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Surviving Covid-19 and a military coup as a garment worker
How empirical studies of the experience of gendered garment production networks can fashion regulatory strategies of solidarity in the Economic-North

Presented by Associate Professor Shelley Marshall and Sara Todt from RMIT

Garment workers in Myanmar and Thailand are presented in starkly contrasting ways in the media: as downtrodden, oppressed workers toiling to produce cheap clothes for consumers in the West; and, as militant defenders of democracy against a military coup and illiberalism. Which one is true? And which should inform the types of regulatory strategies developed in the Economic-North to improve the conditions of these workers?

This paper is concerned with how, as women in the Economic-North, we can understand the experience of female garment workers in Thailand and Myanmar and conceive of our relationship with them via global garment production networks. It draws on empirical research conducted throughout the pandemic and the military coup in Myanmar, and participatory action research conducted in Thailand with garment workers and regulators prior to the pandemic. From this empirical starting point of perceptions, ambitions and tribulations shared by garment workers, it considers forms of ‘regulatory solidarity’. How can laws and policies in Australia and other countries in the Economic-North best contribute to improving the working conditions of these workers? Is the Modern Slavery Act and mandatory human rights due diligence as good as it gets, or can we do better by these women?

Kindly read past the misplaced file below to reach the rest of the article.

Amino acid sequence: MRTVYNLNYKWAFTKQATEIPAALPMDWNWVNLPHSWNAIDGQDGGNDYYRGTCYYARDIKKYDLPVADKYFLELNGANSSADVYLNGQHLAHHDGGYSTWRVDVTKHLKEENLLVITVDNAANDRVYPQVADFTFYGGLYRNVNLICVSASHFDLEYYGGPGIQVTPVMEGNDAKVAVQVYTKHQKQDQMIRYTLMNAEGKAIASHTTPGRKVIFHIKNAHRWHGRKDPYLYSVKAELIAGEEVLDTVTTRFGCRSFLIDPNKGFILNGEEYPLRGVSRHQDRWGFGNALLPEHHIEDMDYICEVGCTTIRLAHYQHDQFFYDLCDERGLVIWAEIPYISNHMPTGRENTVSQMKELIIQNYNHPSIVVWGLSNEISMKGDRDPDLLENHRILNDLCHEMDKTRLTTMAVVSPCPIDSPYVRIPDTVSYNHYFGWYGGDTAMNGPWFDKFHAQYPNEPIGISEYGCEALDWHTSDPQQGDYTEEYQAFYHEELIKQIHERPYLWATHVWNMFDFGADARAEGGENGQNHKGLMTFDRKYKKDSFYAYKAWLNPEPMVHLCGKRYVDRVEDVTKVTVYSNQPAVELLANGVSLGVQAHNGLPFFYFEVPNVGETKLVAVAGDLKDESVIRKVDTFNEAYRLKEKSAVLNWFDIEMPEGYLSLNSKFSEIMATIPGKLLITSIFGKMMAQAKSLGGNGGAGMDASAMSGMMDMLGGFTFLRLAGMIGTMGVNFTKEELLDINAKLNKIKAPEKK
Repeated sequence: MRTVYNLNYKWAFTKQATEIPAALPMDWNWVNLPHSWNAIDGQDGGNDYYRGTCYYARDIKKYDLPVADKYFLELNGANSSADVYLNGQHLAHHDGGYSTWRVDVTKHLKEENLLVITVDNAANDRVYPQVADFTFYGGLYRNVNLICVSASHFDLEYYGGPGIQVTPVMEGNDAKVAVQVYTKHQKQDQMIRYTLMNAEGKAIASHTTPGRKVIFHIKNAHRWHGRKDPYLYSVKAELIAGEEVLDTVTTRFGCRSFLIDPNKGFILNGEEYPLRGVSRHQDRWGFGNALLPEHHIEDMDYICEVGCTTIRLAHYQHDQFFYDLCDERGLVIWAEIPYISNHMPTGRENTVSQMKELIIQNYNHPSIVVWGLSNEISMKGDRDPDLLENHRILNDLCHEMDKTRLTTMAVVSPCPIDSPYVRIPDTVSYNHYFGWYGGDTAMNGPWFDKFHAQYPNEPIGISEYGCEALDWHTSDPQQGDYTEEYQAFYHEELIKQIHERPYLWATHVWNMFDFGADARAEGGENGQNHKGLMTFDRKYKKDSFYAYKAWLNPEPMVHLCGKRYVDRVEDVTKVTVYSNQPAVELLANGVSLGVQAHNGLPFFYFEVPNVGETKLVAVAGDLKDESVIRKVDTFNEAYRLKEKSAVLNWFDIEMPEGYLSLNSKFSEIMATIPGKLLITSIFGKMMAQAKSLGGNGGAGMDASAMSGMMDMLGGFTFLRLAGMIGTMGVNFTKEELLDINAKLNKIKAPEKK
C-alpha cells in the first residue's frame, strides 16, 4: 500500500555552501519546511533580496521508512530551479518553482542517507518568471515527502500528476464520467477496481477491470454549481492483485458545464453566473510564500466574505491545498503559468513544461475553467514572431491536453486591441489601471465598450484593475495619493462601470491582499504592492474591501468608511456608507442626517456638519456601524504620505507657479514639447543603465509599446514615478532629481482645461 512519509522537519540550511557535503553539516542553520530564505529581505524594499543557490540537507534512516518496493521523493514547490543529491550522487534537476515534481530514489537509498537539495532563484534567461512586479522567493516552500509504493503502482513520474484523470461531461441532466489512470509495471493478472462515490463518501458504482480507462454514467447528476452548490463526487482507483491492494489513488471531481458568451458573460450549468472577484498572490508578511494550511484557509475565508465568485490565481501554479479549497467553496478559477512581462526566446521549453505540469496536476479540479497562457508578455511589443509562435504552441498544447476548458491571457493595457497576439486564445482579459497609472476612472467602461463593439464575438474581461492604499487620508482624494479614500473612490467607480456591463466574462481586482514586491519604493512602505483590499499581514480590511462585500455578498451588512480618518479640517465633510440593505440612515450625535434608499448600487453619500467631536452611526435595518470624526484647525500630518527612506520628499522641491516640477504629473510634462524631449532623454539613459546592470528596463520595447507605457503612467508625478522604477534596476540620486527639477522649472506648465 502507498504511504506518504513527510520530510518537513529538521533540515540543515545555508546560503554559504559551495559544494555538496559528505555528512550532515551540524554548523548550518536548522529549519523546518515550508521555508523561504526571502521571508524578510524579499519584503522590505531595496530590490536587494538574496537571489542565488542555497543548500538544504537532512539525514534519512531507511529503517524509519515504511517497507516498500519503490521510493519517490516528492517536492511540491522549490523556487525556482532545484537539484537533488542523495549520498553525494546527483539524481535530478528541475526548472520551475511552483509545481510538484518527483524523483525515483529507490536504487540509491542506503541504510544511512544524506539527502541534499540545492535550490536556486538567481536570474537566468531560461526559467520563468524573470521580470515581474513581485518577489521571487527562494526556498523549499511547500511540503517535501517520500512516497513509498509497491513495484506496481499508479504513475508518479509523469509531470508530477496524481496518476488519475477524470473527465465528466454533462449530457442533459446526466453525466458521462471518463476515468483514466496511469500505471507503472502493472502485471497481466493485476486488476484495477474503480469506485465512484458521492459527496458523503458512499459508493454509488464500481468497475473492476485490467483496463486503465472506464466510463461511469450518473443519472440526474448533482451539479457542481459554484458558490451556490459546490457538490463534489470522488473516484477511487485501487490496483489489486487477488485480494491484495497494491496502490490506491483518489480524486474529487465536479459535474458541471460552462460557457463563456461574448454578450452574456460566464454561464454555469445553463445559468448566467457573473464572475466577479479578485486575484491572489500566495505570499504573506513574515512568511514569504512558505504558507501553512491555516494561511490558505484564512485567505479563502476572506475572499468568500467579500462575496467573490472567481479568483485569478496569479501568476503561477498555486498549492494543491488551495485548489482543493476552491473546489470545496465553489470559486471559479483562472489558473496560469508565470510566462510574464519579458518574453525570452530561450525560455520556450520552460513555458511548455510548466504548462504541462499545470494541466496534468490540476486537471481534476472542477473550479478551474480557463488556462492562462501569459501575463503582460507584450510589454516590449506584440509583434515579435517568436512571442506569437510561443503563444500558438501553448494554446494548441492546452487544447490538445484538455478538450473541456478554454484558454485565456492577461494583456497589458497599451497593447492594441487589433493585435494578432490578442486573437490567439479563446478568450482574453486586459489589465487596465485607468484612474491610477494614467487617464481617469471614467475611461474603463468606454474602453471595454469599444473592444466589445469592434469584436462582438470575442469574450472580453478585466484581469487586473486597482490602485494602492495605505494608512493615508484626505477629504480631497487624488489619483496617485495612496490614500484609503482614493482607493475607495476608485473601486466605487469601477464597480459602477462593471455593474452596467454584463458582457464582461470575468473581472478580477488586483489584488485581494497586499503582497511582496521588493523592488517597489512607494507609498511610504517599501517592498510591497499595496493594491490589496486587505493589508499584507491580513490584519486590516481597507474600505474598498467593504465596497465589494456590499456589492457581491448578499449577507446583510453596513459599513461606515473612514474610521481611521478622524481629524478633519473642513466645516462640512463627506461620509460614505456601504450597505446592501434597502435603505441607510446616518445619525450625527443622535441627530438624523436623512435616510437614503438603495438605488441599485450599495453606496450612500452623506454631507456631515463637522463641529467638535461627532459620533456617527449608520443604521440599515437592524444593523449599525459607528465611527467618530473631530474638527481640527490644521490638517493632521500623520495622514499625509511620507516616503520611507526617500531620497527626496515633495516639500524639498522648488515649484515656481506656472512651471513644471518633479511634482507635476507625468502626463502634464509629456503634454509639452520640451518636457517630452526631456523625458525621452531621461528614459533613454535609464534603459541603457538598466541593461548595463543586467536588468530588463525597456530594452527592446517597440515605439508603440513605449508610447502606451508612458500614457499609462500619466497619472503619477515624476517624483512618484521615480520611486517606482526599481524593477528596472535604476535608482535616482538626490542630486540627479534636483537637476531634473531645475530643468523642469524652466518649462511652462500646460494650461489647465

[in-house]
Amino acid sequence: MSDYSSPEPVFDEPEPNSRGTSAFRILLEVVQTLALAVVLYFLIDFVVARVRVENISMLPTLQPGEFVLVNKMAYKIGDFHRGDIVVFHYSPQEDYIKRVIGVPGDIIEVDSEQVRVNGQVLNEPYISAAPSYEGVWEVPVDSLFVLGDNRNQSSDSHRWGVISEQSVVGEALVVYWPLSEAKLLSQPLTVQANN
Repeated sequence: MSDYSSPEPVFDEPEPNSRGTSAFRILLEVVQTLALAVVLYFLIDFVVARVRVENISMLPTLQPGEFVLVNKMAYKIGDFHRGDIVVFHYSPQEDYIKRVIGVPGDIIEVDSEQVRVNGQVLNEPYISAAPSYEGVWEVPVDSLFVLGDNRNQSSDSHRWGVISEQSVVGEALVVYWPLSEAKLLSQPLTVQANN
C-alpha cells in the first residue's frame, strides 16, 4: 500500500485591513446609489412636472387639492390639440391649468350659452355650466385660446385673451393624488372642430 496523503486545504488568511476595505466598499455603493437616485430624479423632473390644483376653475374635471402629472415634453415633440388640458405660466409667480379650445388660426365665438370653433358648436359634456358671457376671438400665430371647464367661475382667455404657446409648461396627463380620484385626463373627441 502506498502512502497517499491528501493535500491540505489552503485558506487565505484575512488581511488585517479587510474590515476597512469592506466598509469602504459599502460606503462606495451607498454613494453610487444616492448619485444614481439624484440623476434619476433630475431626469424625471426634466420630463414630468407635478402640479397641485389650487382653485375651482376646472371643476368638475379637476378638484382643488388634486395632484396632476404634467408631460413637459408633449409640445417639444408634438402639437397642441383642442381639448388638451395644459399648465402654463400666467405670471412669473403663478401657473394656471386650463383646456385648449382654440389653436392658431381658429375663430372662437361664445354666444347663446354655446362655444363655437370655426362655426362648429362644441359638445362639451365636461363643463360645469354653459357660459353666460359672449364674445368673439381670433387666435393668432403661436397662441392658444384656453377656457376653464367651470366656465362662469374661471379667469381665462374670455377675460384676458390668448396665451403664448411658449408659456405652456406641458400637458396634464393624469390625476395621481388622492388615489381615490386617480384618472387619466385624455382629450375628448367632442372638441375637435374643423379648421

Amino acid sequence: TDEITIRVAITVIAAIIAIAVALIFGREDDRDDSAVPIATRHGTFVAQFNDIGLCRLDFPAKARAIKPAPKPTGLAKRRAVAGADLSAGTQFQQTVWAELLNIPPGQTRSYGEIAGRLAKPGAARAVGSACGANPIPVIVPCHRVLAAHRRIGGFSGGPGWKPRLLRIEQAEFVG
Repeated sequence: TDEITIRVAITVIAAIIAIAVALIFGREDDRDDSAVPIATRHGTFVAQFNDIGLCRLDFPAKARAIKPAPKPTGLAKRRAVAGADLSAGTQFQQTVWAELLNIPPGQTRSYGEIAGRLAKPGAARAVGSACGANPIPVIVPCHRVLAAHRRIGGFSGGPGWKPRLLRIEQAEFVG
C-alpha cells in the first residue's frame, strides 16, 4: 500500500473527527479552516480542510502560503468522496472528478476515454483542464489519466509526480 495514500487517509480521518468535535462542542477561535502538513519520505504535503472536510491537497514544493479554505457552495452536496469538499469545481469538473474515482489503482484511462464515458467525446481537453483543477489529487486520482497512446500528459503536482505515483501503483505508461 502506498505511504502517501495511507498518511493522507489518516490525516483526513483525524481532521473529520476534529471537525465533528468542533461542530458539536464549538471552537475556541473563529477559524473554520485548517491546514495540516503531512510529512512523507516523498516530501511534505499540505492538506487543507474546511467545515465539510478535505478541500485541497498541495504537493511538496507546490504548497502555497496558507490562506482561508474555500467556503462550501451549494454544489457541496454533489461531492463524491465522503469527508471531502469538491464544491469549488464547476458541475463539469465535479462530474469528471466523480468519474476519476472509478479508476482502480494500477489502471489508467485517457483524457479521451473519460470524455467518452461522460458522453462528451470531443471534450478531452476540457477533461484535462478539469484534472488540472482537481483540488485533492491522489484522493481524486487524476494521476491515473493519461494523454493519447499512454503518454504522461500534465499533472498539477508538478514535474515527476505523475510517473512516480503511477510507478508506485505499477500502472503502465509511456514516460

This public lecture is sponsored by La Trobe Asia and is the opening event of the Women in Asia Conference 2021 hosted by La Trobe University.

The conference will be held at La Trobe's City Campus for those who wish attend in-person and online for all other participants.

Nov 23, 2021 05:30 PM in Canberra, Melbourne, Sydney

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